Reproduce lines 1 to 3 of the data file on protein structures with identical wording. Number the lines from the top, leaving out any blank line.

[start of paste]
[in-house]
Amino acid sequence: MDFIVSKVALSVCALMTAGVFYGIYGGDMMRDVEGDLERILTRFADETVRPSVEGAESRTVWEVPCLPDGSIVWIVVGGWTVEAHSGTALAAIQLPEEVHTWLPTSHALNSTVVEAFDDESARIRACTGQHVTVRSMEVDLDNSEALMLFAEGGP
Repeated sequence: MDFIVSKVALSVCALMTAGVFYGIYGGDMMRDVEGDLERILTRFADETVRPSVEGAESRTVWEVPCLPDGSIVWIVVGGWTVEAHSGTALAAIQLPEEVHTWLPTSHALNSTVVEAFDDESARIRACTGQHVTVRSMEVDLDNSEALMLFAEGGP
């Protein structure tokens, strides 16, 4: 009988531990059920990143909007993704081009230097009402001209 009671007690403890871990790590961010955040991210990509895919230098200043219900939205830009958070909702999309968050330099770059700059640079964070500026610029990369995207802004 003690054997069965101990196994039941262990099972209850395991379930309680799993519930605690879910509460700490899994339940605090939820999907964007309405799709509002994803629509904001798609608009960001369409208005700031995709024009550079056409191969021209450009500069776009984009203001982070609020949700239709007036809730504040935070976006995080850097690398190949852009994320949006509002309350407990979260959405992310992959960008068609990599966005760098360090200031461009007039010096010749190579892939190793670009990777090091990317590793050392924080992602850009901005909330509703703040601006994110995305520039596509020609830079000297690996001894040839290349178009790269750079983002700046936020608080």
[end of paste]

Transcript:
[in-house]
Amino acid sequence: MDFIVSKVALSVCALMTAGVFYGIYGGDMMRDVEGDLERILTRFADETVRPSVEGAESRTVWEVPCLPDGSIVWIVVGGWTVEAHSGTALAAIQLPEEVHTWLPTSHALNSTVVEAFDDESARIRACTGQHVTVRSMEVDLDNSEALMLFAEGGP
Repeated sequence: MDFIVSKVALSVCALMTAGVFYGIYGGDMMRDVEGDLERILTRFADETVRPSVEGAESRTVWEVPCLPDGSIVWIVVGGWTVEAHSGTALAAIQLPEEVHTWLPTSHALNSTVVEAFDDESARIRACTGQHVTVRSMEVDLDNSEALMLFAEGGP